Divorce is scary, and even scarier if you are not prepared for it. There are many decisions that you will have to make in the upcoming days, weeks and months during the divorce process, and when you don’t even know where to start, even the smallest decisions may seem daunting. Having been a divorce attorney for 11 years, I can tell you that the best way to ease fear and anxiety during divorce is to make sure you are armed with the information and tools needed along the way. So, here is your divorce preparation checklist; 5 things to do to prepare for your divorce.
Your Divorce Preparation Checklist: 5 Things to do to Prepare
1. Decide Which Divorce Process You will be Using.
There are a few different ways to get divorced. These include: litigation, mediation, collaborative divorce, and the do-it-yourself approach. During my initial consultation with clients, I ask questions and listen to your specific situation in order to help you make the decision on which process is best for you. Here are the divorce processes:
A. Litigation: The traditional approach that most people think of when they consider a Divorce is a contested litigated divorce where a Judge makes all the decisions for you. While this approach may be necessary in cases where there are significant issues such as domestic violence, litigation has its disadvantages, including increased conflict between the spouses, no input in your post-divorce life—parenting plan and finances, and a lengthy, expensive process.
B. Mediation: Mediation is a private and confidential way to resolve your divorce case. You and your Spouse can hire a neutral party (a mediator or divorce lawyer who specializes in mediation) to assist you in coming to a resolution on all the issues in your Divorce. You and your spouse may choose to mediate either with or without attorneys.
C. Collaborative Divorce: This is also a private and confidential process where each spouse has their own collaboratively trained attorney to guide them through the Divorce process. Both attorneys and the spouses sign an agreement to keep the case out of court. With a collaborative case, a Financial Neutral and a Divorce Coach or Parenting Coordinator may also be added to the team to assist the family in making the right decisions concerning finances and/or parenting decisions and to aid in coparenting.
D. Kitchen Table or Do It Yourself Approach: Some spouses decide that they do not want professional help in the process. They are concerned about the costs and about ending up in Court. They might also feel like the divorce is amicable enough to sort out parenting and finances without the help of divorce professionals. While this approach may save some money in the short term, it may have the couple making costly mistakes in the Long Term.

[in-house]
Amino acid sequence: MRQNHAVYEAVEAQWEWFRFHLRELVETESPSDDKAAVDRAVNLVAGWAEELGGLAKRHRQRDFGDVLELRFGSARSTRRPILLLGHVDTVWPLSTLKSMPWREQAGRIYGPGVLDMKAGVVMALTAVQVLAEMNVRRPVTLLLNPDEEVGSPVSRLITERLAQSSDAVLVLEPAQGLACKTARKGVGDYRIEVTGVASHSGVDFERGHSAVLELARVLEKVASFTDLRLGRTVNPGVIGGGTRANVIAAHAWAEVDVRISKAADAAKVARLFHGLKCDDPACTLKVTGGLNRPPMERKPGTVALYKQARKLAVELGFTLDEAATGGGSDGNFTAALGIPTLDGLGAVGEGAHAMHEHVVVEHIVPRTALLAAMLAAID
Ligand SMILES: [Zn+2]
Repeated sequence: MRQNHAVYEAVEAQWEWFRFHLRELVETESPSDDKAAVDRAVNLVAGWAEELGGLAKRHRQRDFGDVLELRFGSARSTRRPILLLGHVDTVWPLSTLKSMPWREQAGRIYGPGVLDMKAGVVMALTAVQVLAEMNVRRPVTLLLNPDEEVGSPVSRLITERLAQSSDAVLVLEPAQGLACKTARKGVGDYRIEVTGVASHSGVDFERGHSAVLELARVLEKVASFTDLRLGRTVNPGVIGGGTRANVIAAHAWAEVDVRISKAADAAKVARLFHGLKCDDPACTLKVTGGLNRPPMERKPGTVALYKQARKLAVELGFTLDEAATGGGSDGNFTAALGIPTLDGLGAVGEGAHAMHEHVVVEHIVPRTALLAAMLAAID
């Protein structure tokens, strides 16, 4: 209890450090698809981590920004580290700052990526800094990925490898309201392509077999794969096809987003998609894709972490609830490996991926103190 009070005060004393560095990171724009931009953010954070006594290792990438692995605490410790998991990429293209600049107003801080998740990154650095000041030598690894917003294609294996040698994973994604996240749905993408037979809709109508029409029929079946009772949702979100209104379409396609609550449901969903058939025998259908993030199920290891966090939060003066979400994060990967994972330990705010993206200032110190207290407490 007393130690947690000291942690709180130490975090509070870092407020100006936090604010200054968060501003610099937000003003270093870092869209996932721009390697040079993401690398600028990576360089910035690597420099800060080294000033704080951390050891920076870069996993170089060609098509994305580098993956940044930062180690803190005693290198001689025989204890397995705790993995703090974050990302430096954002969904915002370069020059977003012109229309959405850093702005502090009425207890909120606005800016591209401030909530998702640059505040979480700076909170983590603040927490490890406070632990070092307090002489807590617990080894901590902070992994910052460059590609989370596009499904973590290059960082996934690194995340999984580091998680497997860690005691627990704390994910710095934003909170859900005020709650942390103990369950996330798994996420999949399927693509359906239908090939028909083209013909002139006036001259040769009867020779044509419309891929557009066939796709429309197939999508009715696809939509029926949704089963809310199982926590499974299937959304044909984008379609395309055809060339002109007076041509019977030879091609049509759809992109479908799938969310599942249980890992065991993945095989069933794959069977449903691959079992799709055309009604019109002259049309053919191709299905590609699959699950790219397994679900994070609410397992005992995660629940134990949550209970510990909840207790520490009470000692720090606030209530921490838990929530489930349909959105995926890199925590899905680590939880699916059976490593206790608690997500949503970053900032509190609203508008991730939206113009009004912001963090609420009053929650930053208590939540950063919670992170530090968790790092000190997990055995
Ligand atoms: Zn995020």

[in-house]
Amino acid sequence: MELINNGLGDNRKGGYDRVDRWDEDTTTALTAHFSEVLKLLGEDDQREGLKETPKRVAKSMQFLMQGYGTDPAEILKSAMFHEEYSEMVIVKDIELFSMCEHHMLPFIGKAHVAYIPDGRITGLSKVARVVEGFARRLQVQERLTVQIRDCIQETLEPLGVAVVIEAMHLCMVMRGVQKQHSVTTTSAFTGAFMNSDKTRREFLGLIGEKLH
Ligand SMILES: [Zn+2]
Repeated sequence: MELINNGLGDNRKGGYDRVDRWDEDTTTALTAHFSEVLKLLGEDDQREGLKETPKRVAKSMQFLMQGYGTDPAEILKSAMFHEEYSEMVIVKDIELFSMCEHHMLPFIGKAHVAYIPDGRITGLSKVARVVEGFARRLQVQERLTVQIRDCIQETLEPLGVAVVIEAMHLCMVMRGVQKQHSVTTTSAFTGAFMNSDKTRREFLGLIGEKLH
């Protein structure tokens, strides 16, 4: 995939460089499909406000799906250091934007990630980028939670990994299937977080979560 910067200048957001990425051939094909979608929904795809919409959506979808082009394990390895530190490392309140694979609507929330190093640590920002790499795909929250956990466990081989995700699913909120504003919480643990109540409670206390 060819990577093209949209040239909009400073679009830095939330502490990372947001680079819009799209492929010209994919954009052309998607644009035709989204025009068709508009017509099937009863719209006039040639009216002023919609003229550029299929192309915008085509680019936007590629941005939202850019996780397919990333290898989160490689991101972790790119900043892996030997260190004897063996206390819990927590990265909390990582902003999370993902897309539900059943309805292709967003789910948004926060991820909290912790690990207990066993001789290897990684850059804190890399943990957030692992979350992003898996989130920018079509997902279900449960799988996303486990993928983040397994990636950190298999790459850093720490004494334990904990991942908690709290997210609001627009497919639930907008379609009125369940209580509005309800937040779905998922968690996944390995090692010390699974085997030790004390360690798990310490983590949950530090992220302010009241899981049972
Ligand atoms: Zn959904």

2. Get Educated and empowered:
The second item on your divorce preparation checklist is to become educated and empowered. Many people listen to the horror stories of friends or relatives, or hear about how simple a divorce was from another friend or relative. Remember this: No two families are the same, therefore the facts may not apply to your situation.
There are often Free Workshops about Divorce or books that are available to educate you on divorce processes, laws and more. You want to make sure that you are reading materials that are relevant to the state that you are in if you have questions on legal terms in a divorce. Each state has their own laws on property, support and custody so when you Google a Question you may not get the answer that pertains to your state. You may also want to seek the advice of an attorney prior to filing for Divorce so that that he/she can assist you in choosing the right process and what you can expect based on the facts of your case.
3. Get Organized.
In most states you will be required to disclose all of your assets and your liabilities, as well as all of your income and expenses in the process. You will want to make sure that you gather all the statements that you can find that are close to the date of separation, or the date that you and your spouse made the decision to divorce. In states that are community property states, each spouse is entitled to one half of all the property that was acquired during the marriage. You will also want to get your income tax returns for the last several years and current paystubs as those may be needed to determine whether or not spousal support or child support will be paid.